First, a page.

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Pseu, Pseu, Pseudio. Pseudonymization in Django.


The General Data Protection Regulation, better known as GDPR, is a regulation on data protection and privacy for all individuals within the European Union. GDPR went into effect on May 25, 2018 and was the cause of the “Great Privacy Policy Update” that occurred in the weeks prior.

This talk will cover what GDPR is and why you should care about it, but we won’t stop there. This is not going to be another talk on data protection policy. No.

In this talk, we’re going to jump right into discussing HOW to implement data patterns that comply with regulations like GDPR by examining a pattern known as pseudonymization.

Pseudonymization is a data de-identification procedure where fields of personally identifiable information (PII) within a data record are replaced by one or more artificial identifiers. These artificial identifiers are also called pseudonyms. Pseudonyms make a data record less identifiable without sacrificing data analysis and processing. GDPR requires that PII undergo either pseudonymization or complete data anonymization.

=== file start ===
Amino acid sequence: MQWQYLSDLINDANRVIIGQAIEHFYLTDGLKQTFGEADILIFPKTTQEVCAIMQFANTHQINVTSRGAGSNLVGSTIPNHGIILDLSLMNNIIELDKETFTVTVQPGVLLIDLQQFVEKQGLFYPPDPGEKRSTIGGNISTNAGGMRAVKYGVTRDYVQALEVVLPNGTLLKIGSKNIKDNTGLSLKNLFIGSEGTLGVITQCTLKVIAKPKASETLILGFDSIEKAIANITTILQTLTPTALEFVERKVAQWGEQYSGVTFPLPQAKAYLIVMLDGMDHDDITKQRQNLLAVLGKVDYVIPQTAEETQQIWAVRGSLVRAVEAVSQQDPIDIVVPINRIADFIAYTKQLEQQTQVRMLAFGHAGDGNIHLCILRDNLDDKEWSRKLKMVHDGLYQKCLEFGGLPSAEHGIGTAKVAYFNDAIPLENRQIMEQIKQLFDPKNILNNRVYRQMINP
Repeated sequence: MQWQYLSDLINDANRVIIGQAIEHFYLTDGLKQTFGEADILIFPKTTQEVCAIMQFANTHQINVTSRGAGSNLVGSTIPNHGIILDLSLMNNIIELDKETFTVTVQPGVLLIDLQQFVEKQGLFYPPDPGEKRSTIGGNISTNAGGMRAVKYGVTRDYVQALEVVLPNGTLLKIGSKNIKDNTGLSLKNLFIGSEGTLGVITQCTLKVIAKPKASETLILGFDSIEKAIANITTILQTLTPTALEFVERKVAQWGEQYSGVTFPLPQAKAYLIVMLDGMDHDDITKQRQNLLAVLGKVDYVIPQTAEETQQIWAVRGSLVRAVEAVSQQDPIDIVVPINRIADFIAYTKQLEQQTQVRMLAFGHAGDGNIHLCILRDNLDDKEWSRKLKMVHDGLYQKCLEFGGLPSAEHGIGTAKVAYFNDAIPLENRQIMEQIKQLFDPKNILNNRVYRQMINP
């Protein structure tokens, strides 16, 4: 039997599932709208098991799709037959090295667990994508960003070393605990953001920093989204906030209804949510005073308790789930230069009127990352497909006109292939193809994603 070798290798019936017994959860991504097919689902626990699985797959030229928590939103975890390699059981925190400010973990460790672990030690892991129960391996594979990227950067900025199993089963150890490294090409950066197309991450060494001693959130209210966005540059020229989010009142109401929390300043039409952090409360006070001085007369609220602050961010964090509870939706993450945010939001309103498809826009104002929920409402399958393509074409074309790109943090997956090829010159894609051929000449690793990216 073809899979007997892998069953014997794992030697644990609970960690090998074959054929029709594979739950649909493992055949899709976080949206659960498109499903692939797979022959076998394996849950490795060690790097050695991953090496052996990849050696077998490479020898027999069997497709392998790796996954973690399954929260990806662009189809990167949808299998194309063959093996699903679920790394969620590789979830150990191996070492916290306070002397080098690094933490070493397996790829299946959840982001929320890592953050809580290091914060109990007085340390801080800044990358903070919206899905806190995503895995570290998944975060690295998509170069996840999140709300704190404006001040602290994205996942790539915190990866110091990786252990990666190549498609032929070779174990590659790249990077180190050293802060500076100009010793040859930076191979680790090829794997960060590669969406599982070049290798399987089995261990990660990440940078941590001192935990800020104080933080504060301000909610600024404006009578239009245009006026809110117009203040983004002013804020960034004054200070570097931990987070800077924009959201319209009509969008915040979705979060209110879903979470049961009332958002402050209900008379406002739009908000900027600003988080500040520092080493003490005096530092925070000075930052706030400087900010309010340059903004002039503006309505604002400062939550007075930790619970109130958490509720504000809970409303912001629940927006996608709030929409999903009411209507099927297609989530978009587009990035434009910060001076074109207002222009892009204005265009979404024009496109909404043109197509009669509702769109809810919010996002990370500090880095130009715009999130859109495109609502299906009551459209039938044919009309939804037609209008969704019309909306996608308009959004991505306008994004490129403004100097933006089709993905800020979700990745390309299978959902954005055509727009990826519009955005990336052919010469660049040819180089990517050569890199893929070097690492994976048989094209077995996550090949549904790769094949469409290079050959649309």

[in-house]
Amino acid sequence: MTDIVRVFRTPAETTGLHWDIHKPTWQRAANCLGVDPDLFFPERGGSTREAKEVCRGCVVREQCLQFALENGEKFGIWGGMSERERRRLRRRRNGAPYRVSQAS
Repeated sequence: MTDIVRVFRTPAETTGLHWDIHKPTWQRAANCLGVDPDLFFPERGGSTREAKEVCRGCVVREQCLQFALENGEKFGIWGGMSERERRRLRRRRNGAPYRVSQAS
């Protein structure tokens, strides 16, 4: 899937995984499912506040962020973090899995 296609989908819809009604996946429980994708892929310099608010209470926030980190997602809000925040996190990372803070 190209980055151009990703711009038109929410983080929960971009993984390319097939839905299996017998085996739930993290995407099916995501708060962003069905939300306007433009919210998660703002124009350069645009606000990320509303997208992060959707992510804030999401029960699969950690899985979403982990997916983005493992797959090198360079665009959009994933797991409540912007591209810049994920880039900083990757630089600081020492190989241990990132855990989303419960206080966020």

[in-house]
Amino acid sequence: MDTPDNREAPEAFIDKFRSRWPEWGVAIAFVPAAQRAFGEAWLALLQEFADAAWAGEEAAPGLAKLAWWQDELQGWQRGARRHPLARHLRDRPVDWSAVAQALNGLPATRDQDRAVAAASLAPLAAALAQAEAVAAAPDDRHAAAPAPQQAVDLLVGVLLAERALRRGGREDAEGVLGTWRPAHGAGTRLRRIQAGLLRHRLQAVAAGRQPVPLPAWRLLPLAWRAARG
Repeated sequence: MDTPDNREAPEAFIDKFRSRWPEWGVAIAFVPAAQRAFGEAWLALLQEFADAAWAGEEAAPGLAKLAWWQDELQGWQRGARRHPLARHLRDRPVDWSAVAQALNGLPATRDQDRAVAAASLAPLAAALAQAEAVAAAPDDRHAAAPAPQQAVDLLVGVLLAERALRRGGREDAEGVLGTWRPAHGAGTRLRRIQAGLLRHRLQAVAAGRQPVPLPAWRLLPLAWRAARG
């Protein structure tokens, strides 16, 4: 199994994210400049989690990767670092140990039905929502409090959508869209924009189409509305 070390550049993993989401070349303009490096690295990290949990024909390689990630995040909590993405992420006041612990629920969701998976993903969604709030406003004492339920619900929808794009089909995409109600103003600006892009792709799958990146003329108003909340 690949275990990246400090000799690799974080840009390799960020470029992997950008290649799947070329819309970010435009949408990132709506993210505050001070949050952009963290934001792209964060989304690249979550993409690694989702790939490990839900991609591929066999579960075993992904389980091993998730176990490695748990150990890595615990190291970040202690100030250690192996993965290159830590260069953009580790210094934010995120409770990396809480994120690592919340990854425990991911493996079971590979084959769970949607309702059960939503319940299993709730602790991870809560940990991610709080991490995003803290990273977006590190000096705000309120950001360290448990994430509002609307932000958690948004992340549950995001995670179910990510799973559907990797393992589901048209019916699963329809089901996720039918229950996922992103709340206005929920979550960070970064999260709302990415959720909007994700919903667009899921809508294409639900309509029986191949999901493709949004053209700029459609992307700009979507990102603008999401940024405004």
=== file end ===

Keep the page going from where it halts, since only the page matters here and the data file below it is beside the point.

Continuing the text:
For the hands-on portion of this talk, we’ll construct a Django User Model where we apply pseudonyms to the data attributes which qualify as PII. We’ll explore a couple strategies for implementing a compliant pseudonymization pattern, examining their individual approaches and performance, and we’ll discuss limitations of pseudonymizing certain attributes and how to achieve compliance through consent.

GDPR sets a precedent for responsible data management. Whether your application serves citizens of the EU or not, the regulations serve as an encouragement for protecting your user’s identities. This talk is great for everyone from beginners to expert Django developers… and fans of Phil Collins :)


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